China reeled from a long cloud of choking smog swathing the country on Monday as prominent experts and state media alike hit out at official pollution monitoring practices and called for an effective environmental policy.
On a weekend that saw some of China's worst air pollution on record, Beijing Normal University researcher Mao Da called for the Chinese Academy of Metereological Science to have its status as a monitoring station revoked, alleging irregularities in the way previous assessments had been carried out.
"This institute behaved irresponsibly and faked and covered up data in its assessment of the garbage incinerator project in Qinhuangdao West, particularly when it came to public participation," Mao wrote on his verified microblog account.
"This sort of thing is common in all of the bodies charged with carrying out environmental assessments," he said.
As Mao blew the whistle on one institution, readings of the most damaging PM 2.5 particles measured as "Beyond Index," were off the scale in Beijing, as measured by monitoring equipment within the U.S. Embassy in Beijing.
The smog stretched around 1,000 miles (1,609 kilometers) to the southwest, prompting flight cancellations, highway closures, and an end to sporting activities, as patients seeking help for respiratory problems clogged hospitals.
Former news photographer and environmental activist Huo Daishan said it has become hard to get a clear picture of the true extent of pollution in China because of the official habit of obfuscating and covering up data.
"The air pollution issue has stood out this year among all the other issues, but environmental protection is not complicated," Huo said.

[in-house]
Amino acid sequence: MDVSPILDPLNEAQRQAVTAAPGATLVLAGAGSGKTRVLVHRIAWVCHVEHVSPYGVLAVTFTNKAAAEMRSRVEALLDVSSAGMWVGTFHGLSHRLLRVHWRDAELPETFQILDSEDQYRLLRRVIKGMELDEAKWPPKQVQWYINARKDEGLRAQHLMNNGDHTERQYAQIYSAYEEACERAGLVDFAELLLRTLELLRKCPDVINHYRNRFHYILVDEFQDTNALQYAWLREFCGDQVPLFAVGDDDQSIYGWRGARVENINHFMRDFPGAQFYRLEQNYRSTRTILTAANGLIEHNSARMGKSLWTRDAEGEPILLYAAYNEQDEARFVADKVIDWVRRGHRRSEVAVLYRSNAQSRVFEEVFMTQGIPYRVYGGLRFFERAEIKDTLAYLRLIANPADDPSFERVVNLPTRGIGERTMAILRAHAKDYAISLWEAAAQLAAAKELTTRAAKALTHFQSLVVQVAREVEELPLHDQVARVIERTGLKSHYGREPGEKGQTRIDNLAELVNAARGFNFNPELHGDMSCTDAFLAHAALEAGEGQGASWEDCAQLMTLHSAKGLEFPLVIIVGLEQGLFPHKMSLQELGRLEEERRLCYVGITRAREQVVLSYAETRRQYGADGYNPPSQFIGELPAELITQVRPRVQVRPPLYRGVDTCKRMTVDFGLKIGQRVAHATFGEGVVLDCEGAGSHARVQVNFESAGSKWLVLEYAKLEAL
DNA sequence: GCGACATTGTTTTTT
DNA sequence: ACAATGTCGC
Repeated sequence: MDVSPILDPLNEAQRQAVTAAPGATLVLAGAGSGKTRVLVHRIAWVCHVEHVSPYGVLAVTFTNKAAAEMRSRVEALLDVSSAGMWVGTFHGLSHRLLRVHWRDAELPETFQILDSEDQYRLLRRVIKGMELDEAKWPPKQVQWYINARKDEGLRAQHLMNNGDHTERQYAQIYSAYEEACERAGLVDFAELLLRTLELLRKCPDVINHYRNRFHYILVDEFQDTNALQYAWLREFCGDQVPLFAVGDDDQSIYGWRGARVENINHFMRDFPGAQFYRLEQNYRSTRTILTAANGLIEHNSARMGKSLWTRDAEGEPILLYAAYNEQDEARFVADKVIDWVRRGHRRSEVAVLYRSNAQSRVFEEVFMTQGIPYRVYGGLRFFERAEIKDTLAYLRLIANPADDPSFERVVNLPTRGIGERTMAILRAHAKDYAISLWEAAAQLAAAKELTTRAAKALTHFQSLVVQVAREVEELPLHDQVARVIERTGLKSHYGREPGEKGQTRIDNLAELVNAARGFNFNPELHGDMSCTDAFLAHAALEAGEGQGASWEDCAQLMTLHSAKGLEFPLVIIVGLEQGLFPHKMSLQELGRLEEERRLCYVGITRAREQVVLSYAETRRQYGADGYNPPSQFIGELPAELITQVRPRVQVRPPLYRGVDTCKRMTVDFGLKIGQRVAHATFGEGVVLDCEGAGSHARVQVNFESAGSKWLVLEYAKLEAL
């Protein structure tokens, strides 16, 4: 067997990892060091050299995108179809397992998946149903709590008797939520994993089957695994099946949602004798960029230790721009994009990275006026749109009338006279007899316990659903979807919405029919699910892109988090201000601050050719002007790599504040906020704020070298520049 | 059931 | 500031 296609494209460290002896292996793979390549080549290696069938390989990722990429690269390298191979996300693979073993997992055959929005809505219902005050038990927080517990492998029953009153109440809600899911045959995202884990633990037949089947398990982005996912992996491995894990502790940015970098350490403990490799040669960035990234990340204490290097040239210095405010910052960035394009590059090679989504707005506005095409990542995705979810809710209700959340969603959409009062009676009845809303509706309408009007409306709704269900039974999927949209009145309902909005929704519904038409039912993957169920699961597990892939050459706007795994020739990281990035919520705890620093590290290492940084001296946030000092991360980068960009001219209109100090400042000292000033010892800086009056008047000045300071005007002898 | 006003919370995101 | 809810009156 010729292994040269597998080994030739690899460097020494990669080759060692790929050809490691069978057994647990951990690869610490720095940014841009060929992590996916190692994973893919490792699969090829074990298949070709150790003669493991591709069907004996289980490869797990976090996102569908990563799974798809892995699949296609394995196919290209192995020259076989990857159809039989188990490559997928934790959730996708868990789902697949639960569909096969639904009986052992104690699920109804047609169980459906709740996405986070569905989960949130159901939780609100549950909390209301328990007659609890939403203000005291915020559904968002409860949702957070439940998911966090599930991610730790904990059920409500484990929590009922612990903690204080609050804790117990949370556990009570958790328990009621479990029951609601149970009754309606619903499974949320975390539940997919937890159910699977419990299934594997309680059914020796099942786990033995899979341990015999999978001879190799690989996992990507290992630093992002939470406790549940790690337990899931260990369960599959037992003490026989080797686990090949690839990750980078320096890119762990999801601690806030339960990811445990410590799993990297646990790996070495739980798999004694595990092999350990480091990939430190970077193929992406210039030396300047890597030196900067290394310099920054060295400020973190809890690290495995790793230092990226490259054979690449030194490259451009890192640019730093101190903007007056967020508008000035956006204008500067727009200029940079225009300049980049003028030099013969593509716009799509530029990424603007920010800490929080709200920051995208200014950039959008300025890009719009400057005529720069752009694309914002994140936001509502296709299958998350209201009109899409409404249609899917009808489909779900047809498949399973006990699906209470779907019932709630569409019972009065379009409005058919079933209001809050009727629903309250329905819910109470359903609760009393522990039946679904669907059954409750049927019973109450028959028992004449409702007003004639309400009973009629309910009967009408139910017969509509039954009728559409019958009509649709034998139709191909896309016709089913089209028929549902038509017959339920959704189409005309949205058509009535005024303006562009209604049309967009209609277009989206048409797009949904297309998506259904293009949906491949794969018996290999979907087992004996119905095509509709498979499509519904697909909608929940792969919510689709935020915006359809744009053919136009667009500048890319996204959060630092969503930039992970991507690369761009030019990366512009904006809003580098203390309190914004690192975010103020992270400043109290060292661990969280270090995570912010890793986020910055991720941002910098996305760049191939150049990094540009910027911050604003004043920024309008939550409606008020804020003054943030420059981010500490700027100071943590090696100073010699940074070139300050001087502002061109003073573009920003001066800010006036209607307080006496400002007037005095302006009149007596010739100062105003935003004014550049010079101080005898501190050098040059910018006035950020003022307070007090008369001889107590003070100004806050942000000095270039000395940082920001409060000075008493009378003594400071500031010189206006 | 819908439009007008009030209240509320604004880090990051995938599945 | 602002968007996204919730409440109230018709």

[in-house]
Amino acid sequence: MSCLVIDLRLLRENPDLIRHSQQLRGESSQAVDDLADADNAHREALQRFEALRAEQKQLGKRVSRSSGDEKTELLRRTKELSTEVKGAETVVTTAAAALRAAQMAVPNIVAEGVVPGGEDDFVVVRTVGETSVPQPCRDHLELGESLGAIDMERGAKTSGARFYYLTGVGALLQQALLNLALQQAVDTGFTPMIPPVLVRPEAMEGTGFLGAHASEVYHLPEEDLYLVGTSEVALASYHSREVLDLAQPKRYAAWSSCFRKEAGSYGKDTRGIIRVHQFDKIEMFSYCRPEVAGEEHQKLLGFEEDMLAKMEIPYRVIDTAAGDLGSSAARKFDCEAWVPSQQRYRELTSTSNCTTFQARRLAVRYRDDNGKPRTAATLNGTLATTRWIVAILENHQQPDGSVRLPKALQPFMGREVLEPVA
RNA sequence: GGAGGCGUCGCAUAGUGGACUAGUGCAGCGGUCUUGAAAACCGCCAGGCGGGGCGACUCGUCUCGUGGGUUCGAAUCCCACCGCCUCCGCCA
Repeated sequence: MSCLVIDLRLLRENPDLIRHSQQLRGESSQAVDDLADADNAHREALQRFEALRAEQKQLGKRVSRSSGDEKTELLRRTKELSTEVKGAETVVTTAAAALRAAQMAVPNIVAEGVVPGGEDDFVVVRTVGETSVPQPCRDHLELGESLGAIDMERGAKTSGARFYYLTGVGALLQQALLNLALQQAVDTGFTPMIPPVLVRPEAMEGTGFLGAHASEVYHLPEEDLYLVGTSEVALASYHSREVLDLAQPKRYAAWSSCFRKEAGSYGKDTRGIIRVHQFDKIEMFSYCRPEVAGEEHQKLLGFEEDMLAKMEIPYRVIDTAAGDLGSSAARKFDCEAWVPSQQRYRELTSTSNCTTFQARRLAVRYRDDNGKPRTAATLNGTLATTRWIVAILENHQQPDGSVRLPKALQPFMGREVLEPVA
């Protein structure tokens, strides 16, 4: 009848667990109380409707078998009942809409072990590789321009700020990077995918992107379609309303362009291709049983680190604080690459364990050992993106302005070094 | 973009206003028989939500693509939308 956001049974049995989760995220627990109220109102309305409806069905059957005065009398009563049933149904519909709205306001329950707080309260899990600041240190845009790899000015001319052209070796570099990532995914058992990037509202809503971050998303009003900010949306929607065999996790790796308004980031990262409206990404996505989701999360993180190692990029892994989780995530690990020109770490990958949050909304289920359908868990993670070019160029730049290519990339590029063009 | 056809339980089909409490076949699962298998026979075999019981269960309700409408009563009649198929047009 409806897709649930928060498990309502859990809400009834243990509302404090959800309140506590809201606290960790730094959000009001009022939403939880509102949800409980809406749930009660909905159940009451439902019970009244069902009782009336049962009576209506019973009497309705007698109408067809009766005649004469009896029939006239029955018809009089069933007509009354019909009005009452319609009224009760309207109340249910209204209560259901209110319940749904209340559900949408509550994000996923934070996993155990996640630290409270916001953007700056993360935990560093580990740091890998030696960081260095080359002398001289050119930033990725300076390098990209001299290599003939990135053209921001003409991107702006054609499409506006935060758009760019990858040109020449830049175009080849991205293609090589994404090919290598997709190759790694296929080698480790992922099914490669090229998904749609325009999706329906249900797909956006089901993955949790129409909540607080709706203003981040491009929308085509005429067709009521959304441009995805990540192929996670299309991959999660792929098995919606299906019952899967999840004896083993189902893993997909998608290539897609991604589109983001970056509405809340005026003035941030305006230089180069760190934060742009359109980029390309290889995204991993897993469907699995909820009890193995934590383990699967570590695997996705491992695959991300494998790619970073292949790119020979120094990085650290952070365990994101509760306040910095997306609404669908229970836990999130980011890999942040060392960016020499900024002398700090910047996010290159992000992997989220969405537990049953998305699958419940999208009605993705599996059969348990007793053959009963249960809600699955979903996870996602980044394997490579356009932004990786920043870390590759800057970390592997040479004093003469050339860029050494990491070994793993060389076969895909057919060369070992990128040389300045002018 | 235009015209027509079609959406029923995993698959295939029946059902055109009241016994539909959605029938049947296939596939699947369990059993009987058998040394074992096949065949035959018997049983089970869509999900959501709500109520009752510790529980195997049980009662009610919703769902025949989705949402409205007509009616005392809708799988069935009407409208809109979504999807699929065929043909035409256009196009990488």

"If they hadn't faked the figures ... pollution in China wouldn't be as bad as it is today."
"They do it to evade responsibility for cleaning it up and to avoid administrative blame," Huo added. "One lot of fakery means another [set of data] has to be faked, and another, and another, layer upon layer."
"Officials have their interests; enterprises have theirs," he said.
Across China, people in the worst-hit areas have been advised to "avoid outdoor activities and, if they do have to go out, to wear a protective mask."
Netizens tweeted that many outlets had run out of masks, and that department stores were fast selling out of air filters and purifiers.
Schoolchildren remained at home on Monday in Beijing, and some factories and construction sites reduced or stopped work until the air improved, official statements said.
Emergency measures issued by the Beijing environmental protection bureau called on 54 factories to reduce emissions by 30 percent and on 28 construction sites to suspend work.
On Saturday night, a reading at the widely followed but unofficial U.S. Embassy monitoring service in Beijing clocked PM 2.5 fine-particulate matter at 886 micrograms per cubic meter, the highest since monitoring began in 2007.
Current air quality charts rate a PM 2.5 reading of 300-500 as "hazardous," but the weekend's readings were ranked at 755.
The Chinese government, which only began monitoring PM 2.5 last year after sniping at the U.S. for doing so on its turf, reported pollution as "hazardous" in 33 cities across the country.
Even China's tightly controlled official media gave top billing to pollution coverage, with pollution stories and editorials calling for tougher measures to protect air quality.
"The government ... needs to have measures to reduce the use of government vehicles and the pollutants emitted by industries," the English-language China Daily said in an editorial on Monday.
"Other measures are also needed to reduce traffic congestion, which will greatly reduce the exhaust fumes discharged by cars."
The Global Times newspaper, which has close ties to the ruling Communist Party, chided the government for thinking it could "guide public opinion" and called for truthful environmental reports.
"In future, the government should publish truthful environmental data to the public," the paper said. "Governments cannot always think about how to intervene to 'guide public opinion.'"
However, official media said fresh winds were likely to disperse the smog on Tuesday.
Reported by Xin Lin for RFA's Mandarin service. Translated and written in English by Luisetta Mudie.